Liron Velleman

Labour anti-Semitism storm now encompasses party in Scotland

A Scottish Labour councillor has been suspended from the party after a series of “anti-Semitic” rants on his blog – including one in which he describes Israel as “a war criminal state”.

Councillor Terry Kelly – who represents Paisley North West on Renfrewshire Council – has been removed from the party pending an investigation.

The move comes following a series of blog posts where he rails against Zionism and backs Ken Livingstone, who was suspended from the party last week.

The 67-year-old, who served as former Scottish Labour leader and retired MSP Wendy Alexander’s election agent on three occasions, also said the criticism of Livingstone is part of a bid to have Labour leader Jeremy Corbyn ousted from his role.

Councillor Kelly has also lost his place as convener of Renfrewshire Council’s Planning and Property Policy Board following his suspension from the Labour Party.

A Renfrewshire Council spokesperson said: “The situation regarding Councillor Kelly is that he is not suspended as a councillor but, as he has been suspended by his party, he cannot serve on council boards or committees where he attended as a party representative.”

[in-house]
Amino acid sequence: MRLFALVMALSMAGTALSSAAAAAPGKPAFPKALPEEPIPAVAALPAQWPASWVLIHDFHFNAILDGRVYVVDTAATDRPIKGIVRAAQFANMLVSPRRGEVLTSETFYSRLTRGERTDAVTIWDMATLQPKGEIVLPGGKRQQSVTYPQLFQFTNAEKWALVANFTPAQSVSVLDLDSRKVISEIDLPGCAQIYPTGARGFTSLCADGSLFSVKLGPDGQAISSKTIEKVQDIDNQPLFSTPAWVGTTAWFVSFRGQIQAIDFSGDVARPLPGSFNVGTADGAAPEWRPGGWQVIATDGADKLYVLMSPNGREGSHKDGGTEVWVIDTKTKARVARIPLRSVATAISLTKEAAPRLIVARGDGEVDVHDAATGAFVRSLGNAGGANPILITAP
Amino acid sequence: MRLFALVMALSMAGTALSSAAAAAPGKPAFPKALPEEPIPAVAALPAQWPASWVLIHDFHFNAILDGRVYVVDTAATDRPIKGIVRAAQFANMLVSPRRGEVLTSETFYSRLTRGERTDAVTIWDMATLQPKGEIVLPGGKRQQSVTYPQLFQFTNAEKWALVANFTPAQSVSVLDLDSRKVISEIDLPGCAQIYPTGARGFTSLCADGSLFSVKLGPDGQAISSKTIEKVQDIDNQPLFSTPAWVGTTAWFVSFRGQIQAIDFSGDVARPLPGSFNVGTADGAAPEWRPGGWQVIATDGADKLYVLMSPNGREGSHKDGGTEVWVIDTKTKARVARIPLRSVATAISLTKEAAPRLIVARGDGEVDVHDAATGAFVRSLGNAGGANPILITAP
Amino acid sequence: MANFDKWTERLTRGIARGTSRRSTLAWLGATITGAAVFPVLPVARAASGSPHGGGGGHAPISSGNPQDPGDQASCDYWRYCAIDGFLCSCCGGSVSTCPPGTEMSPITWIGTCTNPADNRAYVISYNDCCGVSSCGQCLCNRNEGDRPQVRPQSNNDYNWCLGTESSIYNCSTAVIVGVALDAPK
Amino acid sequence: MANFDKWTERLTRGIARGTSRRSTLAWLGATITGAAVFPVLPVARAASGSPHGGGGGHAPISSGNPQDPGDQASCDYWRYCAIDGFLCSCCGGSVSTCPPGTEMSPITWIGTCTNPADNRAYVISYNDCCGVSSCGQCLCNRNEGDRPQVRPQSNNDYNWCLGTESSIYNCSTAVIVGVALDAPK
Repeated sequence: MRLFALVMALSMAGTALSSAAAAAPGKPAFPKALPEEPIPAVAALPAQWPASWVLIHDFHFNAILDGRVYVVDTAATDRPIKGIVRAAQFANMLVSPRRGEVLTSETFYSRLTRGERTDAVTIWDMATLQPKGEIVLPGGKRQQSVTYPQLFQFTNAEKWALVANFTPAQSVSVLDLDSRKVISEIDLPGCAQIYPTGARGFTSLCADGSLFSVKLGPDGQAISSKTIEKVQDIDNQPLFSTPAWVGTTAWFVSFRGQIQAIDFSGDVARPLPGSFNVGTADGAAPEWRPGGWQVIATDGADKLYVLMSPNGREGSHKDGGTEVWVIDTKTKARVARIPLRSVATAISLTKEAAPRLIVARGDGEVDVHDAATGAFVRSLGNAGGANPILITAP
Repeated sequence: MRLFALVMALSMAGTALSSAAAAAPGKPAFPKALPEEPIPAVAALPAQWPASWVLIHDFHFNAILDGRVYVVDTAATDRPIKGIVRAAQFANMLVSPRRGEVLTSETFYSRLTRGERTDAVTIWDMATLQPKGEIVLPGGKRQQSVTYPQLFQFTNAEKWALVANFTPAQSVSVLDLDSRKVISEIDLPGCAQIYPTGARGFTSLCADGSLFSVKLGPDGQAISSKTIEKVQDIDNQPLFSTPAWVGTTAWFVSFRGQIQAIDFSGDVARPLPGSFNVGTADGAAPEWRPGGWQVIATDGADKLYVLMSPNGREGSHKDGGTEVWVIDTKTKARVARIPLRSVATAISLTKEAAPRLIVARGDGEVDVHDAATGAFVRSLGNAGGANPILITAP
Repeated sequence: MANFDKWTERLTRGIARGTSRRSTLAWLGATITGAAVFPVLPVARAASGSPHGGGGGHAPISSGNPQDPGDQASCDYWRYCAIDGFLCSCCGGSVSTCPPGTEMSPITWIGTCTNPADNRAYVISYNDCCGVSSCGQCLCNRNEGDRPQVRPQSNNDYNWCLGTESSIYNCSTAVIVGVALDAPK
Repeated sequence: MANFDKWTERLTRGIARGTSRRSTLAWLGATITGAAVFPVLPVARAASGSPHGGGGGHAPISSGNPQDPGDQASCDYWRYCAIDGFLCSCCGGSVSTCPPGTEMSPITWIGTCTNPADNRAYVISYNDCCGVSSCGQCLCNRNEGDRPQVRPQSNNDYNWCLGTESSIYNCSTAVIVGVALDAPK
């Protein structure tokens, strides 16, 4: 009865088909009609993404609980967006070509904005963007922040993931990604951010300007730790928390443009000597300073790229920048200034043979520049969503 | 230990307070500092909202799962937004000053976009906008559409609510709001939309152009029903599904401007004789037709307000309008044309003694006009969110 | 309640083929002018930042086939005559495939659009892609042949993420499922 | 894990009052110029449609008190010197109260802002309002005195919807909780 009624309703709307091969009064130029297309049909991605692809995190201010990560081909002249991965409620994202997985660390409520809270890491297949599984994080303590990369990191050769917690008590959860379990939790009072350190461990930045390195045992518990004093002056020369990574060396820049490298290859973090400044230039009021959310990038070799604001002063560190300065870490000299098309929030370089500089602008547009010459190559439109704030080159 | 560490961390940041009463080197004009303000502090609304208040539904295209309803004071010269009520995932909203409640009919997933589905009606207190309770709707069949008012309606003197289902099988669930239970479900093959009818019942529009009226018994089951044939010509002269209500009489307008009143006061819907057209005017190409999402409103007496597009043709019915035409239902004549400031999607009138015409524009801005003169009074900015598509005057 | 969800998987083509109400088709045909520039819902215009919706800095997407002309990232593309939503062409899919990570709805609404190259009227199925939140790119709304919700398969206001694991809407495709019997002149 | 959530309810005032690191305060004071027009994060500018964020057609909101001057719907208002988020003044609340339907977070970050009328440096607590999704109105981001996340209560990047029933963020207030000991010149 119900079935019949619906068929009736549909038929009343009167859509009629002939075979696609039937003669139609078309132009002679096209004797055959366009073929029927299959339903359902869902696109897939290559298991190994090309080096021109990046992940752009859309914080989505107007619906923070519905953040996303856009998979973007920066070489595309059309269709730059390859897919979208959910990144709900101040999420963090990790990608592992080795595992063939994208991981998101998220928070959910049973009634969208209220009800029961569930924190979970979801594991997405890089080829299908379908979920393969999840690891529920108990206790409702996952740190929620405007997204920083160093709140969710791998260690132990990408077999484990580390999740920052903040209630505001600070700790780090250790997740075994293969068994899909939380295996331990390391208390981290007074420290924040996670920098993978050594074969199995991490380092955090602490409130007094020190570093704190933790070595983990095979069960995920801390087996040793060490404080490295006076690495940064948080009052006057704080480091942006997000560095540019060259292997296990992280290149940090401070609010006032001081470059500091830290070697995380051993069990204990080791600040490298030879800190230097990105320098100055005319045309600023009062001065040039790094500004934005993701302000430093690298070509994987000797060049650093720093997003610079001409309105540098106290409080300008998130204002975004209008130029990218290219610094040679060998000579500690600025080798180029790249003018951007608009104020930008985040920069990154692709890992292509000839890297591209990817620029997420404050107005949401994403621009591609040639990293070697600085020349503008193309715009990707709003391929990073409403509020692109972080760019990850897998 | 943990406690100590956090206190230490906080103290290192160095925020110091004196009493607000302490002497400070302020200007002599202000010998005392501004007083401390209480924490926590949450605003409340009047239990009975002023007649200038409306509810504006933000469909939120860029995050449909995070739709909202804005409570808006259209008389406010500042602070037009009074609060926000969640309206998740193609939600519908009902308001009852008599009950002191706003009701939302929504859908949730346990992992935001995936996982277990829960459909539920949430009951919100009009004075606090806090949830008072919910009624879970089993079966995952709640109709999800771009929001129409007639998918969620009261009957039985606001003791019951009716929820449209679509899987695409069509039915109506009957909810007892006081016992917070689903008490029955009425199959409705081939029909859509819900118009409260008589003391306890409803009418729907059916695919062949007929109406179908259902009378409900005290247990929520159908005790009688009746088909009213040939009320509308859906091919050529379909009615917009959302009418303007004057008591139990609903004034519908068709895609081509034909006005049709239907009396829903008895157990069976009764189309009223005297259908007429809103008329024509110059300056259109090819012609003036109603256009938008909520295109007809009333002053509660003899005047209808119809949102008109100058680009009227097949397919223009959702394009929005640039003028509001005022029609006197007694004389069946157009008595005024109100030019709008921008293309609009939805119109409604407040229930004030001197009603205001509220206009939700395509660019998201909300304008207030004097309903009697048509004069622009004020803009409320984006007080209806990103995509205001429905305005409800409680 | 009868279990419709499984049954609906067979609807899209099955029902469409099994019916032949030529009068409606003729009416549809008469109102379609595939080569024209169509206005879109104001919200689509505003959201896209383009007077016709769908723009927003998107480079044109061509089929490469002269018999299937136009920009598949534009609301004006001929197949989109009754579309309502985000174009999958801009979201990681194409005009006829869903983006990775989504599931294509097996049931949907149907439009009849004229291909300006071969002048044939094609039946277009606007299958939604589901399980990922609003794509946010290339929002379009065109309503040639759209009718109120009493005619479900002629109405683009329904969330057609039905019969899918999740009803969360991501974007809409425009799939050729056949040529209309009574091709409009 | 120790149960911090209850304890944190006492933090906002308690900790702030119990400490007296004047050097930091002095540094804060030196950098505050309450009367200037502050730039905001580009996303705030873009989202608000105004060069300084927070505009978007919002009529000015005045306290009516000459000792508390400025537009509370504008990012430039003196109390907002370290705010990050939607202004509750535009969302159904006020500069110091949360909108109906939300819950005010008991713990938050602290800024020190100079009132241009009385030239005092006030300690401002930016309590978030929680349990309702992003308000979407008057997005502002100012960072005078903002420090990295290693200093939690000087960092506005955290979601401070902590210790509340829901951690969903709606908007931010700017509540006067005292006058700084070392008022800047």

In a blog post on Saturday, April 30, Councillor Kelly wrote a blog post – titled, ‘Jeremy Corbyn and Ken Livingstone are anti Semites according to the Blairite rump of the Labour Party! Beam me up Scotty’.

terrykellyHe wrote: “The accusations of anti-Semitism are based on something he said about Hitler and German Zionists who conspired to relocate German Jews to Palestine this was before he started the wholesale murder of the German Jewish population.

“To accept their charge of anti-Semitism you have to also accept that opposition to Zionism and Israel means you are anti-Semitic.

“No one who is attacking Livingstone can tell us what Livingstone said that was anti-Semitic, he was referring to a ‘bona fide’ historical fact which was that Hitler and the German Zionists were in accord.”

And the councillor – who represents Paisley’s Ferguslie Park area, one of the most deprived areas in Britain – said he believed it was part of a campaign to see Corbyn removed from power.

He explained: “This is the lengths that the underhand Blairites in the Labour Party will go to in their attempts to get rid of Corbyn and they do not care how much damage to the party they do to achieve that.

“With Corbyn’s landslide support as leader I foresee a lot of deselections coming, they will be democratic deselections and I will be giving them my total support, these people are treacherous self servers who think they own the Labour Party, it’s high time they learned different.”